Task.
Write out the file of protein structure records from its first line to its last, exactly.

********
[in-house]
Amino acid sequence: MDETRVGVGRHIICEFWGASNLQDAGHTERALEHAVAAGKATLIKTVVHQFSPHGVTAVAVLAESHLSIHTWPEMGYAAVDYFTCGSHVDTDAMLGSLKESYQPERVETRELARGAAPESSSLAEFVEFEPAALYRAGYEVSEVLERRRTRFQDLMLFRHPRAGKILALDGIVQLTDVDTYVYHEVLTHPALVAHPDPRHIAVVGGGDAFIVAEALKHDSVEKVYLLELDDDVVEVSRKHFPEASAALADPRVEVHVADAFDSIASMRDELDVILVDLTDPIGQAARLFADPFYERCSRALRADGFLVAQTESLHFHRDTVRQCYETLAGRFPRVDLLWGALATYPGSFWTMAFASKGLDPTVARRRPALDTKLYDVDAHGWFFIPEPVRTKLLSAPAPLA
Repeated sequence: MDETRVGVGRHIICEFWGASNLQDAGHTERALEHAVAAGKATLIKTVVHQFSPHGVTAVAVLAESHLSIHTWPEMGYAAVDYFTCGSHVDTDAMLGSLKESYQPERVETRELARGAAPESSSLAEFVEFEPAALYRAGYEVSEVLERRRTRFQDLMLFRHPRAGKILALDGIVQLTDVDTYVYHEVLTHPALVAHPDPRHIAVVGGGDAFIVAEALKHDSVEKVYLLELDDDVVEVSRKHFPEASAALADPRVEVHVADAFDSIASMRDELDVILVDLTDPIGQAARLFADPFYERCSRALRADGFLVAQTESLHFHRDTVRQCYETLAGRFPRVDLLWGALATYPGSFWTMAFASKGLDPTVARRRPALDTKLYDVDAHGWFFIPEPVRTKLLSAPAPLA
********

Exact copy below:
[in-house]
Amino acid sequence: MDETRVGVGRHIICEFWGASNLQDAGHTERALEHAVAAGKATLIKTVVHQFSPHGVTAVAVLAESHLSIHTWPEMGYAAVDYFTCGSHVDTDAMLGSLKESYQPERVETRELARGAAPESSSLAEFVEFEPAALYRAGYEVSEVLERRRTRFQDLMLFRHPRAGKILALDGIVQLTDVDTYVYHEVLTHPALVAHPDPRHIAVVGGGDAFIVAEALKHDSVEKVYLLELDDDVVEVSRKHFPEASAALADPRVEVHVADAFDSIASMRDELDVILVDLTDPIGQAARLFADPFYERCSRALRADGFLVAQTESLHFHRDTVRQCYETLAGRFPRVDLLWGALATYPGSFWTMAFASKGLDPTVARRRPALDTKLYDVDAHGWFFIPEPVRTKLLSAPAPLA
Repeated sequence: MDETRVGVGRHIICEFWGASNLQDAGHTERALEHAVAAGKATLIKTVVHQFSPHGVTAVAVLAESHLSIHTWPEMGYAAVDYFTCGSHVDTDAMLGSLKESYQPERVETRELARGAAPESSSLAEFVEFEPAALYRAGYEVSEVLERRRTRFQDLMLFRHPRAGKILALDGIVQLTDVDTYVYHEVLTHPALVAHPDPRHIAVVGGGDAFIVAEALKHDSVEKVYLLELDDDVVEVSRKHFPEASAALADPRVEVHVADAFDSIASMRDELDVILVDLTDPIGQAARLFADPFYERCSRALRADGFLVAQTESLHFHRDTVRQCYETLAGRFPRVDLLWGALATYPGSFWTMAFASKGLDPTVARRRPALDTKLYDVDAHGWFFIPEPVRTKLLSAPAPLA